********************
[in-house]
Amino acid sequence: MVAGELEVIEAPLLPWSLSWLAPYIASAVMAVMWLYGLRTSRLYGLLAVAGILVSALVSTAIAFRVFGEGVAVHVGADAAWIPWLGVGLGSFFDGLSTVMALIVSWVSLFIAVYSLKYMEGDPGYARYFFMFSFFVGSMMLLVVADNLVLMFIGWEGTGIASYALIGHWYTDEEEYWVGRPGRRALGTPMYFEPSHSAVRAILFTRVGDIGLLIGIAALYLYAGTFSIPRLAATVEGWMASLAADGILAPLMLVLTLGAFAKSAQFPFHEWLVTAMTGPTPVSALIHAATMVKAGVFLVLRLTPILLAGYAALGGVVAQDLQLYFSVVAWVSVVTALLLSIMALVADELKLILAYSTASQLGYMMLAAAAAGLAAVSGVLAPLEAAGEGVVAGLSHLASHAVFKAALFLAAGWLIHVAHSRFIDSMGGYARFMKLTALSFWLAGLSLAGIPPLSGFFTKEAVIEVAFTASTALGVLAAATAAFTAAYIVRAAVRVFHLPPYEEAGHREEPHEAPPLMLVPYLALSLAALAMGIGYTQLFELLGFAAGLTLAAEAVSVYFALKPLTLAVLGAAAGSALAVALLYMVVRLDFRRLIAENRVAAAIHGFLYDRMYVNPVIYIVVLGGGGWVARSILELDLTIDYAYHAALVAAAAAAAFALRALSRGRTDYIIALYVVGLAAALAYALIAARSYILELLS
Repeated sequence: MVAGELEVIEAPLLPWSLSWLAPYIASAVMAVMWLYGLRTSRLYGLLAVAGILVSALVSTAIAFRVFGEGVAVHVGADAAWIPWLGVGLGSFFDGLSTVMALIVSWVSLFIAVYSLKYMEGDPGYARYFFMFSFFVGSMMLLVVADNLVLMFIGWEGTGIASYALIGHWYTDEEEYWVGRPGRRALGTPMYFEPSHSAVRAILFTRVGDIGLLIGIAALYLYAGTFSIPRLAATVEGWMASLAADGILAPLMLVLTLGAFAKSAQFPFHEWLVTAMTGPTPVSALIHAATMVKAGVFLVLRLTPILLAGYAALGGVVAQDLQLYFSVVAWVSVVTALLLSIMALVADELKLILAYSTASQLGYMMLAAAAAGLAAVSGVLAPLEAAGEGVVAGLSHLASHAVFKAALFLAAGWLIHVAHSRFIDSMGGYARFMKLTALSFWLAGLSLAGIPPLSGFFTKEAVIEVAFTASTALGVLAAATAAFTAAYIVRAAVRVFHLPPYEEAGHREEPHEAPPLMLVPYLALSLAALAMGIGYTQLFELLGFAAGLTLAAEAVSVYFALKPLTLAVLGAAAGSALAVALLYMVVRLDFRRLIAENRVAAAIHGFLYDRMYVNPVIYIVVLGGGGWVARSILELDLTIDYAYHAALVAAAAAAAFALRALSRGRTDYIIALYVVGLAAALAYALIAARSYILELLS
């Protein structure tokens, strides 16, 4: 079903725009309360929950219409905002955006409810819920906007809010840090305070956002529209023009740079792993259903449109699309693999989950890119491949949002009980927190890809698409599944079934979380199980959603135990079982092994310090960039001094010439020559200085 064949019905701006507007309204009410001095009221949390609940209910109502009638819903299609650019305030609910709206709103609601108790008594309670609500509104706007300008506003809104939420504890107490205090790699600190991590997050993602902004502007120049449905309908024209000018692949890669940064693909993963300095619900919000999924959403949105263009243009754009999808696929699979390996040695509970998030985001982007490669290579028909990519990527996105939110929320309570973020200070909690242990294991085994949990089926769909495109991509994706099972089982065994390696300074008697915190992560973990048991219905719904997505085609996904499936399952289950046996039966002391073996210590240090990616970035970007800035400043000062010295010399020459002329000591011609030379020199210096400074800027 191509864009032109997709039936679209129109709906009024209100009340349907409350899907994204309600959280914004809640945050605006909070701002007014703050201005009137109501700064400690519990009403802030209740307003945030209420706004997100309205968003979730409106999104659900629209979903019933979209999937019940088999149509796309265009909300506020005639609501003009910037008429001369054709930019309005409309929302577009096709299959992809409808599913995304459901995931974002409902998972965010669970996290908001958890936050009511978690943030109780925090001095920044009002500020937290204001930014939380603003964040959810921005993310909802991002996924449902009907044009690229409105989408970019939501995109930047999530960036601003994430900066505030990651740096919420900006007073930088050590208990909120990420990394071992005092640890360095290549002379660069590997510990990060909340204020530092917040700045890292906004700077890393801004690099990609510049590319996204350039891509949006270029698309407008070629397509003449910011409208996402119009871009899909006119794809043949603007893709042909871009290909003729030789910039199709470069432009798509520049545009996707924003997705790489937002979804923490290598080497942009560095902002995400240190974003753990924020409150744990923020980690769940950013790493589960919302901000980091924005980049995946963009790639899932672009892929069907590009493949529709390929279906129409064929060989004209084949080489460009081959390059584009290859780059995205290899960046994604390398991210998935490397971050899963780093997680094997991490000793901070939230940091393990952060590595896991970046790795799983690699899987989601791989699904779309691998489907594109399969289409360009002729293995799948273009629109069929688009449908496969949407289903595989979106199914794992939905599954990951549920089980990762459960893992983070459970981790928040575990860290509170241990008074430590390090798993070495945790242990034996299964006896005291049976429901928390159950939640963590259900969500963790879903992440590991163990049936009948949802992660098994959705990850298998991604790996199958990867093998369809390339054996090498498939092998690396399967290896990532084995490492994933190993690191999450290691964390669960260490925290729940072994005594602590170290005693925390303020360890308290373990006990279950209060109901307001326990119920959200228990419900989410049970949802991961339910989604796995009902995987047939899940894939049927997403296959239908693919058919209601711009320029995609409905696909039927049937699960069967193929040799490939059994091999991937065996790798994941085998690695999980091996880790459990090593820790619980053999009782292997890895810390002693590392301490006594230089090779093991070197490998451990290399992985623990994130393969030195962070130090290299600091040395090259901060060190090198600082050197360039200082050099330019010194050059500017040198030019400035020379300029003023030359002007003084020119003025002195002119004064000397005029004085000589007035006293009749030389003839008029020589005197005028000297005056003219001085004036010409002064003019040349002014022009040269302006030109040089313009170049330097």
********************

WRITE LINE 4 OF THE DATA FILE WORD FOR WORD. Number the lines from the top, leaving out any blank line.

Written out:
């Protein structure tokens, strides 16, 4: 079903725009309360929950219409905002955006409810819920906007809010840090305070956002529209023009740079792993259903449109699309693999989950890119491949949002009980927190890809698409599944079934979380199980959603135990079982092994310090960039001094010439020559200085 064949019905701006507007309204009410001095009221949390609940209910109502009638819903299609650019305030609910709206709103609601108790008594309670609500509104706007300008506003809104939420504890107490205090790699600190991590997050993602902004502007120049449905309908024209000018692949890669940064693909993963300095619900919000999924959403949105263009243009754009999808696929699979390996040695509970998030985001982007490669290579028909990519990527996105939110929320309570973020200070909690242990294991085994949990089926769909495109991509994706099972089982065994390696300074008697915190992560973990048991219905719904997505085609996904499936399952289950046996039966002391073996210590240090990616970035970007800035400043000062010295010399020459002329000591011609030379020199210096400074800027 191509864009032109997709039936679209129109709906009024209100009340349907409350899907994204309600959280914004809640945050605006909070701002007014703050201005009137109501700064400690519990009403802030209740307003945030209420706004997100309205968003979730409106999104659900629209979903019933979209999937019940088999149509796309265009909300506020005639609501003009910037008429001369054709930019309005409309929302577009096709299959992809409808599913995304459901995931974002409902998972965010669970996290908001958890936050009511978690943030109780925090001095920044009002500020937290204001930014939380603003964040959810921005993310909802991002996924449902009907044009690229409105989408970019939501995109930047999530960036601003994430900066505030990651740096919420900006007073930088050590208990909120990420990394071992005092640890360095290549002379660069590997510990990060909340204020530092917040700045890292906004700077890393801004690099990609510049590319996204350039891509949006270029698309407008070629397509003449910011409208996402119009871009899909006119794809043949603007893709042909871009290909003729030789910039199709470069432009798509520049545009996707924003997705790489937002979804923490290598080497942009560095902002995400240190974003753990924020409150744990923020980690769940950013790493589960919302901000980091924005980049995946963009790639899932672009892929069907590009493949529709390929279906129409064929060989004209084949080489460009081959390059584009290859780059995205290899960046994604390398991210998935490397971050899963780093997680094997991490000793901070939230940091393990952060590595896991970046790795799983690699899987989601791989699904779309691998489907594109399969289409360009002729293995799948273009629109069929688009449908496969949407289903595989979106199914794992939905599954990951549920089980990762459960893992983070459970981790928040575990860290509170241990008074430590390090798993070495945790242990034996299964006896005291049976429901928390159950939640963590259900969500963790879903992440590991163990049936009948949802992660098994959705990850298998991604790996199958990867093998369809390339054996090498498939092998690396399967290896990532084995490492994933190993690191999450290691964390669960260490925290729940072994005594602590170290005693925390303020360890308290373990006990279950209060109901307001326990119920959200228990419900989410049970949802991961339910989604796995009902995987047939899940894939049927997403296959239908693919058919209601711009320029995609409905696909039927049937699960069967193929040799490939059994091999991937065996790798994941085998690695999980091996880790459990090593820790619980053999009782292997890895810390002693590392301490006594230089090779093991070197490998451990290399992985623990994130393969030195962070130090290299600091040395090259901060060190090198600082050197360039200082050099330019010194050059500017040198030019400035020379300029003023030359002007003084020119003025002195002119004064000397005029004085000589007035006293009749030389003839008029020589005197005028000297005056003219001085004036010409002064003019040349002014022009040269302006030109040089313009170049330097």